Film Score Monthly
FSM HOME MESSAGE BOARD FSM CDs FSM ONLINE RESOURCES FUN STUFF ABOUT US  SEARCH FSM   
Search Terms: 
Search Within:   search tips 
You must log in or register to post.
  Go to page:    
 Posted:   Feb 18, 2014 - 8:35 AM   
 By:   Maleficio   (Member)

Doug's comments should really convince anyone on the fence:

http://www.intrada.net/phpBB2/viewtopic.php?f=4&t=6042

By the way, I have already received a handful of emails asking what are the specific differences between the old releases and our new ones. We mentioned the differences inside the booklet but for people who desire immediate info, and hopefully without seeming too harsh towards the previous versions, here are the differences:

1) In one phrase: Ours sound better.

2) In more detail: though all six of the original Ava & Choreo LPs from the sixties were issued in stereo, with literally amazing performances and dynamic recordings of the sessions themselves, the pressings were generally quite noisy. This made the numerous LP reissues and subsequent CD versions feel welcome - until every one of them proved problematic. Yes. Every one.

The LP reissues for To Kill A Mockingbird and Walk On The Wild Side on Varese's spinoff label Citadel were taken from actual vinyl copies themselves since the masters were lost. Heavy noise reduction circuitry was applied and the dynamics became muddy with the entire upper range being lost in favor of reducing the vinyl surface noise. Later, the Movie And TV Themes album came out on CD from the audiophile label Mobile Fidelity Sound Labs, using the "original masters" - but those turned out instead to be dubs of the mono tapes. Over the years, several other labels presented their own CD versions of the albums, including the Japanese SLC label and Mainstream. Some of these versions had unrelated material added to them AND all sadly were still presented from either vinyl copies or lower quality multi-generation tape elements. The Caretakers, for instance, literally sounded like something being played over the telephone with virtually no dynamic range at all. Ditto Walk On The Wild Side. What's even crazier, some of these - including To Kill And Mockingbird and Baby The Rain Must Fall - were actually missing tracks. And some of them were STILL only in mono. It all added up to a messy four decades of listening where only the old original Ava LPs themselves were properly done.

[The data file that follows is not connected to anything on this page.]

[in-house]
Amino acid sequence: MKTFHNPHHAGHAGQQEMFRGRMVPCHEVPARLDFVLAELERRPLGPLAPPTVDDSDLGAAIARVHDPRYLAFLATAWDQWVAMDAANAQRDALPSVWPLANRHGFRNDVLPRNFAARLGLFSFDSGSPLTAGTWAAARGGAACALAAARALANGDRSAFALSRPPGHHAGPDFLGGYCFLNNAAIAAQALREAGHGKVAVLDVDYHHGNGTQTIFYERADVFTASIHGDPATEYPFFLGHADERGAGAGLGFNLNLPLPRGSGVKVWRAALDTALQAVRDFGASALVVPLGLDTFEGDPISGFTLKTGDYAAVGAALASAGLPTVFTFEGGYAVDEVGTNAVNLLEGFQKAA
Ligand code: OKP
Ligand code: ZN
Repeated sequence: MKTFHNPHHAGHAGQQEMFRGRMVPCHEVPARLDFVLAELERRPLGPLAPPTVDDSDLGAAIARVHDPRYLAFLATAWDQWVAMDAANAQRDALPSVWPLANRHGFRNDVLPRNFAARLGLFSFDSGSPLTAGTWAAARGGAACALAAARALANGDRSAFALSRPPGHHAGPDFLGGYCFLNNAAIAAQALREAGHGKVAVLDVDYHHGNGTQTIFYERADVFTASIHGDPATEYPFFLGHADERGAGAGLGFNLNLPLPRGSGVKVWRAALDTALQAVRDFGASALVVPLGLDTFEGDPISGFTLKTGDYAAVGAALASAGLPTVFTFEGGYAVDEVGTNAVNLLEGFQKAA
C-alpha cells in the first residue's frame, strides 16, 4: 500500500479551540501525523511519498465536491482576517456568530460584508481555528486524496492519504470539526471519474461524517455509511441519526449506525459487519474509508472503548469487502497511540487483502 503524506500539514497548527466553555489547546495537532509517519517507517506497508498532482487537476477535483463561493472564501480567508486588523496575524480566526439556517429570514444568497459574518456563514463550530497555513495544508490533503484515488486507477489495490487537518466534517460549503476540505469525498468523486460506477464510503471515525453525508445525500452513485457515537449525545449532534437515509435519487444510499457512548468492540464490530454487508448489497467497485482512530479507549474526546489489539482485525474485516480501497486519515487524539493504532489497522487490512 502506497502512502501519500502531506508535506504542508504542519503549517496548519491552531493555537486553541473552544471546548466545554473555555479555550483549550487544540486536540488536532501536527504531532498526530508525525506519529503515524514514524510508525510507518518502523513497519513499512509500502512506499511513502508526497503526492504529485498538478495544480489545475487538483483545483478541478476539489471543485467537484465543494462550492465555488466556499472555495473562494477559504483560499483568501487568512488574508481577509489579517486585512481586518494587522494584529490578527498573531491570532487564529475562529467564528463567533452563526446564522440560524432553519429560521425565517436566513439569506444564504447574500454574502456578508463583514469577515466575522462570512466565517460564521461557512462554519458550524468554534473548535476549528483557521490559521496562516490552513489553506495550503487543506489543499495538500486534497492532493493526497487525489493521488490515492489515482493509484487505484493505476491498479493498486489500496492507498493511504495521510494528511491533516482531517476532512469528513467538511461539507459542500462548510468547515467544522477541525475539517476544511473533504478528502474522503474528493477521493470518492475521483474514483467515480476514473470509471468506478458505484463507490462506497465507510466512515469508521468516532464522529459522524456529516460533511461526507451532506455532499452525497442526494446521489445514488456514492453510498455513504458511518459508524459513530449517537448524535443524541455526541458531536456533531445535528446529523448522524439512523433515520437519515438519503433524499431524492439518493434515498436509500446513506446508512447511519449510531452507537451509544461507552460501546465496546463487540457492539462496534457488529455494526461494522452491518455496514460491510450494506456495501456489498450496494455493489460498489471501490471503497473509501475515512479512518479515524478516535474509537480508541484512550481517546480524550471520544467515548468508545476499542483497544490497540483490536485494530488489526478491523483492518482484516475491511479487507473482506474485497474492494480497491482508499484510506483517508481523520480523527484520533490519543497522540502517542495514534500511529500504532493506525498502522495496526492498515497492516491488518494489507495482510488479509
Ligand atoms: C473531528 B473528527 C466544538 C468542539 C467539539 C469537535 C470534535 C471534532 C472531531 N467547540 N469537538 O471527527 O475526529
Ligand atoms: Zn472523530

So, in a nut shell, not ONE of the previous reissues either on LP or CD has ever had the complete albums drawn from the actual stereo album session masters. Now fast forward some five decades later and we finally unearth the "stuff dreams are made of" for Bernstein fans.

If you are happy with the lower quality of any of the previous versions, I can only say I hope you enjoy them. But if you have an interest in any or all of these six albums presented from those priceless original recording session masters, I would most humbly suggest you go for one of these new sets. Either way, one must admit this is precious music!